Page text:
“You can’t start a business with a contract,” observed B.T. Gumede, the driving force behind the Sihlangene Bus Company. “You need money for tires, diesel, buses. The bank said, ‘Hey guys, we don’t trust you, but we have someone we can trust overnight’” Mr. Gumede turned to the Shared Interest and Thembani visitors, saying, “Thank you. Without you we couldn’t start our business…And we look forward to going ahead.”
With a R10,000,000 Shared Interest guarantee, and some collateral of their own, B.T. and Florence Gumede spearheaded the formation of a new bus company, with a five-year loan of R26,800,000 from ABSA Bank. The new company was awarded a contract for a route previously served by a white-owned company – enabling the Department of Transportation to take a step toward transforming the sector.
The directors registered the enterprise as “Sihlangene” (in Zulu— “We have come together”). The company is the combination, arranged by the Department of Transportation, of two existing taxi cooperatives (Nhlambani and Mbonambi) and a bus company (Trans-Tugela) to serve the marginalized rural area in KwaZulu-Natal in which they all operate.
The “coming together” of taxi associations is a second dimension of the industry’s transformation initiative. After discriminatory laws dating back to 1930 made it nearly impossible for blacks to own and operate taxis, 90 percent of taxi owners could only operate illegally. Nonetheless, operators of color in the informal economy took initiative and risk to respond to township and rural areas’ urgent need for transportation. By the 1970’s, the government-owned busses and trains (a near-monopoly of public transportation) failed to serve large numbers of black would-be commuters. With the growing demand for service, black-owned taxis soon became a multi-billion rand industry that today transports an estimated 68 percent of South African commuters.
Facing extremely difficult conditions, lack of capital and fierce competition, the industry grew into a rough and tumble network of operators who struggled to compete with state- and white-owned bus companies, and each other. These conflicts, often fueled by local police, pitted driver against driver, owner against owner, in “taxi wars” in many parts of the country – particularly on long-distance routes. In 1987, with “deregulation,” black-owned taxis could operate legally, but the sector remained divided, dangerous and under-capitalized. After 1994, government introduced a number of programs to enhance taxi safety and efficiency.
Despite continuing tensions and safety concerns, a number of government and community initiatives are showing success– particularly when combined with access to capital. In an effort to reduce conflict, and share the benefits of a government-subsidized bus company, Sihlangene was structured as an equal three-way partnership between the Gumedes’ Trans-Tugela Bus Company and the two taxi cooperatives. The collaboration has been successful, particularly since most of the taxi owners know each other, and come from the same communities – and often the same families. “When we have disputes,” explained Mbongeleni Ntenga, “they end in talking, not fighting. We sit and engage on issues. We solve problems.”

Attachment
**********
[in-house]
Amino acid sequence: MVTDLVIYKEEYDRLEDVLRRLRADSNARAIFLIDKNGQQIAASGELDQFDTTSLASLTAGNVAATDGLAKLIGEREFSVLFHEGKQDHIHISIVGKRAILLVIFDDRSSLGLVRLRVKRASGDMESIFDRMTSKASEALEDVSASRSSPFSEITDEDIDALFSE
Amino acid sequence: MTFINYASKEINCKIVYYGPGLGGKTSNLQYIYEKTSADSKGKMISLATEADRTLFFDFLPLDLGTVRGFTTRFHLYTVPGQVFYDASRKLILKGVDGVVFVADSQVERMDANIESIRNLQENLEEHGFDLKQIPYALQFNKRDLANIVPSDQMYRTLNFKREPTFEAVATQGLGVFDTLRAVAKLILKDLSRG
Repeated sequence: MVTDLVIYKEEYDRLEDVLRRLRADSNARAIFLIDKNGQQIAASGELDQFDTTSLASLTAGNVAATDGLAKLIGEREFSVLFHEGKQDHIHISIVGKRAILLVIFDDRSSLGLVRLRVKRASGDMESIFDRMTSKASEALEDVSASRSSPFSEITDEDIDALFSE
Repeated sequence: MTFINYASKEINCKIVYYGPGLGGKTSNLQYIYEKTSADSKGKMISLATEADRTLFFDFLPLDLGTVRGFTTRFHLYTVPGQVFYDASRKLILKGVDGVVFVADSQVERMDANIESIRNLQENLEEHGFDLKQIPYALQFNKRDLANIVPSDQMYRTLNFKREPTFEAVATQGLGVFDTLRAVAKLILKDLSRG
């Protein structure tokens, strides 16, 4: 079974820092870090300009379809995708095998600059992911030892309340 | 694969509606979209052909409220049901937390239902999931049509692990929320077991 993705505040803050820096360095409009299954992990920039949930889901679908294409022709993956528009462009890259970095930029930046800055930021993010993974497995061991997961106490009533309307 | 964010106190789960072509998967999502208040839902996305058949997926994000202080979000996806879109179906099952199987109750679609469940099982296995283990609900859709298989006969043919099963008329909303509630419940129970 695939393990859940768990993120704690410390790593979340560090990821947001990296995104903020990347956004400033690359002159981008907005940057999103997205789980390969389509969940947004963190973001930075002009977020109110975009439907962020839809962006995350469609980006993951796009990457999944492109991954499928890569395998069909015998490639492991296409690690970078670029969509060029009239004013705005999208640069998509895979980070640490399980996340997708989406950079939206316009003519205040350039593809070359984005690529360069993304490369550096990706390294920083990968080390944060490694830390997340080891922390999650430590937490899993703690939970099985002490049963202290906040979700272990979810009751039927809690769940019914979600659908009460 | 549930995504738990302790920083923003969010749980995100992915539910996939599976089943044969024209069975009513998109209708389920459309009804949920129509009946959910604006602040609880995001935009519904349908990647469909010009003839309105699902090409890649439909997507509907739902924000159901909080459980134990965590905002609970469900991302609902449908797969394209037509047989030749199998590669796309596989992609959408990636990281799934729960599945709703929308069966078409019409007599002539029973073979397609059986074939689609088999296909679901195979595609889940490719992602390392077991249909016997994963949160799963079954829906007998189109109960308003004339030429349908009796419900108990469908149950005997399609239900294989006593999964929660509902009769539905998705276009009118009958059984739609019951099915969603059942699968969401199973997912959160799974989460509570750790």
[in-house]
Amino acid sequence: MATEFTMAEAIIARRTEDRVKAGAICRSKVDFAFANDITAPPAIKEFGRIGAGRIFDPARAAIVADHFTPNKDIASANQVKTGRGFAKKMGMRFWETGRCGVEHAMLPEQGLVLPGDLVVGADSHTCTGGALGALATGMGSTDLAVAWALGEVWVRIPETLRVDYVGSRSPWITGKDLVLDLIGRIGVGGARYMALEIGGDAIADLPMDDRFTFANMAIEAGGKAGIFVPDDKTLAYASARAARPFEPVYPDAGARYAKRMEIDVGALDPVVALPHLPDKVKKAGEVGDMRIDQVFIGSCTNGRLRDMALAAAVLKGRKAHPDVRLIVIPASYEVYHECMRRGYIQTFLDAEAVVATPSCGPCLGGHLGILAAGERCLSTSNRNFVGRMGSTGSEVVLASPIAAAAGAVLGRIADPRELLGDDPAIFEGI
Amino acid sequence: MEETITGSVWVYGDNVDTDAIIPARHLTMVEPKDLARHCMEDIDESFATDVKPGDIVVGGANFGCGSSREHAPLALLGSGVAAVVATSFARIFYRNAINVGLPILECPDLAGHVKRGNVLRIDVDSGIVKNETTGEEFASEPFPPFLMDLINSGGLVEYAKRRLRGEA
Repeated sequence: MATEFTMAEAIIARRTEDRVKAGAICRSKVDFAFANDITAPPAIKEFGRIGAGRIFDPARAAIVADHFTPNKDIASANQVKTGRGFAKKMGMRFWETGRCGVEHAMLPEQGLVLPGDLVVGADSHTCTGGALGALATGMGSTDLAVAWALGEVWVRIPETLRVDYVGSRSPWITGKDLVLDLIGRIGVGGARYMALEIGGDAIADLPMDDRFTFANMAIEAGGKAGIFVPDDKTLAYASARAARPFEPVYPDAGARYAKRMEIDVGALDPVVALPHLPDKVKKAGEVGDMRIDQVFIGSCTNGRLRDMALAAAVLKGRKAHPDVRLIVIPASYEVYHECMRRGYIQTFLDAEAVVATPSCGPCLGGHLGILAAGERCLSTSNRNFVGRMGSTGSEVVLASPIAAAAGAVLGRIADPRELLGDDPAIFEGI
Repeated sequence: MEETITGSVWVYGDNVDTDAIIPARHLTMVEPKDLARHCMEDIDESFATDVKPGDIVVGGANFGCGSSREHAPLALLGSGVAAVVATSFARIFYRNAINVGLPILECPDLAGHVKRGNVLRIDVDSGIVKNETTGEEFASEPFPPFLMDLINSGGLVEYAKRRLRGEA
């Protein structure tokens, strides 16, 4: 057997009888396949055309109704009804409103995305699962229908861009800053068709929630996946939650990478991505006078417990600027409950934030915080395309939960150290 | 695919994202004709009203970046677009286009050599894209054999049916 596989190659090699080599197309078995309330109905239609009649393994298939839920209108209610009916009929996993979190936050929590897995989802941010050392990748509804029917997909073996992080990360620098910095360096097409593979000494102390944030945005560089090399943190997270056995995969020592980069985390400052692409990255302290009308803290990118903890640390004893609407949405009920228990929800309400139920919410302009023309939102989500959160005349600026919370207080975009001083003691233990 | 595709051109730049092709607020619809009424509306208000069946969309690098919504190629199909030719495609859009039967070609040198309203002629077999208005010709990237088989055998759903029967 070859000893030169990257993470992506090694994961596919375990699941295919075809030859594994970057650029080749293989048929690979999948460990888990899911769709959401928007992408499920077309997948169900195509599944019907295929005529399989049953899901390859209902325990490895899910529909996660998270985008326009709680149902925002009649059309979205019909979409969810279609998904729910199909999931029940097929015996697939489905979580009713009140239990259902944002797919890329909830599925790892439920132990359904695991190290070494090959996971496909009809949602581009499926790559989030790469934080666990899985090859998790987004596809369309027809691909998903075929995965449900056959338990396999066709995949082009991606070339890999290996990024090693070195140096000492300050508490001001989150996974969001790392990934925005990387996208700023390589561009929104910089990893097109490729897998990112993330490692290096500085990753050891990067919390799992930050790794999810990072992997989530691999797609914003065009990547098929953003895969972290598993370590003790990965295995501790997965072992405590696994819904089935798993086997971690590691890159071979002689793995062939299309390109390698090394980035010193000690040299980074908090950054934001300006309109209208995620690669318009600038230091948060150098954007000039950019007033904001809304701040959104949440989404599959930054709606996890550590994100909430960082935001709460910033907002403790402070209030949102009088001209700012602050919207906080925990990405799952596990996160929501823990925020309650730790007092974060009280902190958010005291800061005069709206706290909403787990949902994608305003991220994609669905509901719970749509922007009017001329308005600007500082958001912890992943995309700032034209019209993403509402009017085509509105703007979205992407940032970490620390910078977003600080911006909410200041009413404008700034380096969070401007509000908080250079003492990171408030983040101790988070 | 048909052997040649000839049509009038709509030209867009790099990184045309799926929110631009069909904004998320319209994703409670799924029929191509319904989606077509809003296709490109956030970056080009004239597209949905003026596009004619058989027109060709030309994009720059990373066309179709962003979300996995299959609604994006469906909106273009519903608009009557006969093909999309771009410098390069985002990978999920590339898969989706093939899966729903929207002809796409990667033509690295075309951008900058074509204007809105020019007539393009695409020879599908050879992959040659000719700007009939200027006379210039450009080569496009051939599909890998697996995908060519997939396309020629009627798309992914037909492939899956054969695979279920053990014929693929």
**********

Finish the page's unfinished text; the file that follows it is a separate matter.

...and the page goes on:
Initially, the cooperatives’ members thought that the government contract would come with finance. “Only the paper came,” recalled Mr. Ntenga. And so the new owners then began to look for funds to launch the business. “Even banks are scared of taxis,” remarked Mr. Gumede. “It is not easy to get a loan. The bank does not find it easy to trust you. I asked my banker whether it was because of my color. ‘Yes,’ he answered, ‘But don’t say that.’”
In November 2016, with a 40 percent - guaranteed loan, Sihlangene was able to purchase 24 buses and a new automated ticketing system to boost efficiency and controls. No sooner did Sihlangene begin operating from its base in Richards Bay, than community members requested more service. The buses are a lifeline for these sparsely populated areas – especially for workers and students who struggle on a daily basis to secure safe, reliable transportation. Sihlangene went with them to the Department of Transportation and obtained an agreement to rent four additional buses. During its first three months the company grew rapidly, increasing its full-time employees from 41 to 55.
The company’s success is further bolstered by a government subsidy of R2,150,000 a month—from which penalty fees may be deducted While other bus companies operate locally, Mr. Gumede noted, “Only we have bought our own buses.” In five years, he envisions doubling Sihlangene’s fleet to 50 vehicles. Mr. Ntenga added, the community’s response was “very positive… They saw people from their area owning and driving the buses.”
Women Take the Wheel
A third dimension of Sihlangene’s transformation is its increasing gender diversity. The two cooperatives have a total of 60 member taxi-owners, 35 of whom are women. Owning and operating a taxi is not typically a woman’s occupation in South Africa. But the women members of the two coops are participating with strength. Some inherited their taxis from husbands who died. Others have purchased them themselves. Looking to the future, Florence Gumede smiled as she affirmed, “Women are power.”